From the Massachusetts Nurse Newsletter
October 2009 Edition
By Jenifer MacGillvary and Netsy Firestein
How do unions help build family-friendly workplaces? To begin with, compared with nonunionized workers, unionized workers enjoy better conditions of employment across the board: they receive higher salaries and more generous benefits packages. Unionized employees receive not only more benefits, but also benefits that are more useful to them.
Unions take the collective preferences of their members and communicate this information to the employer, with the result that the mixture of the total compensation package is rearranged to reflect these preferences. It seems likely that job security, wages and health benefits will always be higher priorities in contract negotiations, but as family-friendly benefits become more important, this preference will be implemented more quickly (and more generously) for unionized workers.
Unions also play a critical role in actualizing formal workplace or public policies: they turn policy into action. This “facilitation effect” (also described as a “rights-facilitating effect,” an “educational role” or an “implementation function”) is central to any understanding of the union advantage. Unions educate members on what their workplace rights are and how to exercise them; they monitor the workplace and ensure that policies and rights are being enforced; and they protect workers from retaliation when they exercise their rights.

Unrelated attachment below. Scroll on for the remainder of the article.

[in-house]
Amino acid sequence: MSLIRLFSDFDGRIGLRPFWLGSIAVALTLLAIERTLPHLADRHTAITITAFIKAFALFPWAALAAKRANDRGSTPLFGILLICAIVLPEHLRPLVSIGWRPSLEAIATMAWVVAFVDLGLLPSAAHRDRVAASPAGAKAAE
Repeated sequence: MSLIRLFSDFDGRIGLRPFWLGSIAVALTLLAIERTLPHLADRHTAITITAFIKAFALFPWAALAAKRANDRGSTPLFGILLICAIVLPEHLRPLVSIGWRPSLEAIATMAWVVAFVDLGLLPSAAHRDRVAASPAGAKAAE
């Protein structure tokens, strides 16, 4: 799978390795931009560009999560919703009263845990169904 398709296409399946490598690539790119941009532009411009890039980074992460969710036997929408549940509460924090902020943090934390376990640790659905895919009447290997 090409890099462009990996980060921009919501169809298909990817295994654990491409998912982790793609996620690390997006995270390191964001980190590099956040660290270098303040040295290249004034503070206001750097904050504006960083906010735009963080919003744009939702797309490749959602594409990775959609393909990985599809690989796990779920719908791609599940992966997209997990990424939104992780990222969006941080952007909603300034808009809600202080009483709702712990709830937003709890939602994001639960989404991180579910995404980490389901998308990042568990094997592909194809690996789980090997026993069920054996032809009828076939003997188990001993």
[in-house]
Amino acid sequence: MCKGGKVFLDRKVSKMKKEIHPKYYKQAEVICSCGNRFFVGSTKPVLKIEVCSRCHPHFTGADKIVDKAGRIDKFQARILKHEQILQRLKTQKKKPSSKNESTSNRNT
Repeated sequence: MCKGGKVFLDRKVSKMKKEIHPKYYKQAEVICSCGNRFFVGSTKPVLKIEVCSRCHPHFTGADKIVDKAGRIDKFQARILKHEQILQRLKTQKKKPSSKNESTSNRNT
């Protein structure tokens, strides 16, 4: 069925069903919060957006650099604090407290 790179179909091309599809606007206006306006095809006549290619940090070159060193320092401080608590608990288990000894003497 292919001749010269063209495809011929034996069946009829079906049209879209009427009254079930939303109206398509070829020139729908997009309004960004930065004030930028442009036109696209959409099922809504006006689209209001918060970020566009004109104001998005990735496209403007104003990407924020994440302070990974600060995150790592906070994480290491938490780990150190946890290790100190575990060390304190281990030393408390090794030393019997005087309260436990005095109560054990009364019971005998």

Study after study has found evidence of the facilitation effect. Union-represented employees are more likely than nonunionized workers to file workers’ compensation claims; they receive more unemployment insurance; and they are more knowledgeable than nonunionized workers about their future social security and pension benefits. As explored more fully below, unionized workers are more aware of their rights under the Family and Medical Leave Act. In unionized workplaces, OSHA enforcement improves, as does compliance with the overtime regulations of the Fair Labor Standards Act. These programs are costly to employers, giving them a clear disincentive to voluntarily provide more than the legally required minimum notice. Unions fill this information void.
The undeniable benefits on unionizing
Family and Medical Leave Act: Unionization promotes compliance with the Family and Medical Leave Act. Unionized employees are more likely to have heard of the FMLA and have fewer worries about taking leave. Companies with any unionized employees are 1.7 times as likely to comply with the FMLA as companies without any unionized employees
Access to paid leave: Unionized workers are more likely to receive fully paid and partially paid family leaves. Comparing hourly workers who take leave, 46 percent of unionized workers compared to 29 percent of nonunionized workers receive full pay while on leave.
Flexible paid sick days: Unionized workers are 1.3 times as likely as nonunionized workers to be allowed to use their own sick time to care for a sick child, and they are 50 percent more likely than nonunionized workers to have paid personal leave that can be used to care for sick children.